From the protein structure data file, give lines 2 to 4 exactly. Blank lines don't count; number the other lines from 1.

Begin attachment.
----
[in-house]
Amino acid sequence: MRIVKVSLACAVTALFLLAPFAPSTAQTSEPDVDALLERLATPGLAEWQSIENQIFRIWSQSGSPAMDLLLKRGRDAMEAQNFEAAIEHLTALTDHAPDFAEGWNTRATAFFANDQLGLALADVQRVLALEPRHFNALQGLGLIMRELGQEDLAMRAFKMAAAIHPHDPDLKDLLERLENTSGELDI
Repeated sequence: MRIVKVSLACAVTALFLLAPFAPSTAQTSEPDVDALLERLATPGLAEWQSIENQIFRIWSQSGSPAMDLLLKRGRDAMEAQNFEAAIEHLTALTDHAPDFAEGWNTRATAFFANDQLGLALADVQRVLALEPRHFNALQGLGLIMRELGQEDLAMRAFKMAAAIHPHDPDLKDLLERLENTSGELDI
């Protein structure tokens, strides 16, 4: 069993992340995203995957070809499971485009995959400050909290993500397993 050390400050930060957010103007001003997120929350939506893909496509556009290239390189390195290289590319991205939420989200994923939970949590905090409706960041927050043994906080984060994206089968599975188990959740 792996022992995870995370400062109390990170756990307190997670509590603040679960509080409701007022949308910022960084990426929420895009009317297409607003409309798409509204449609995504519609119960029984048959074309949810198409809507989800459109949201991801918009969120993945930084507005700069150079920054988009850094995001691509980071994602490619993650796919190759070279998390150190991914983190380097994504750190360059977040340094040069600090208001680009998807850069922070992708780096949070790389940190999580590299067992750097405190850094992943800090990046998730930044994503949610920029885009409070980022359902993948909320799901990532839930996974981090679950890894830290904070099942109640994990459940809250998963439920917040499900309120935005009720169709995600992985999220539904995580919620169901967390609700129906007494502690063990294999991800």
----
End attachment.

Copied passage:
Amino acid sequence: MRIVKVSLACAVTALFLLAPFAPSTAQTSEPDVDALLERLATPGLAEWQSIENQIFRIWSQSGSPAMDLLLKRGRDAMEAQNFEAAIEHLTALTDHAPDFAEGWNTRATAFFANDQLGLALADVQRVLALEPRHFNALQGLGLIMRELGQEDLAMRAFKMAAAIHPHDPDLKDLLERLENTSGELDI
Repeated sequence: MRIVKVSLACAVTALFLLAPFAPSTAQTSEPDVDALLERLATPGLAEWQSIENQIFRIWSQSGSPAMDLLLKRGRDAMEAQNFEAAIEHLTALTDHAPDFAEGWNTRATAFFANDQLGLALADVQRVLALEPRHFNALQGLGLIMRELGQEDLAMRAFKMAAAIHPHDPDLKDLLERLENTSGELDI
């Protein structure tokens, strides 16, 4: 069993992340995203995957070809499971485009995959400050909290993500397993 050390400050930060957010103007001003997120929350939506893909496509556009290239390189390195290289590319991205939420989200994923939970949590905090409706960041927050043994906080984060994206089968599975188990959740 792996022992995870995370400062109390990170756990307190997670509590603040679960509080409701007022949308910022960084990426929420895009009317297409607003409309798409509204449609995504519609119960029984048959074309949810198409809507989800459109949201991801918009969120993945930084507005700069150079920054988009850094995001691509980071994602490619993650796919190759070279998390150190991914983190380097994504750190360059977040340094040069600090208001680009998807850069922070992708780096949070790389940190999580590299067992750097405190850094992943800090990046998730930044994503949610920029885009409070980022359902993948909320799901990532839930996974981090679950890894830290904070099942109640994990459940809250998963439920917040499900309120935005009720169709995600992985999220539904995580919620169901967390609700129906007494502690063990294999991800």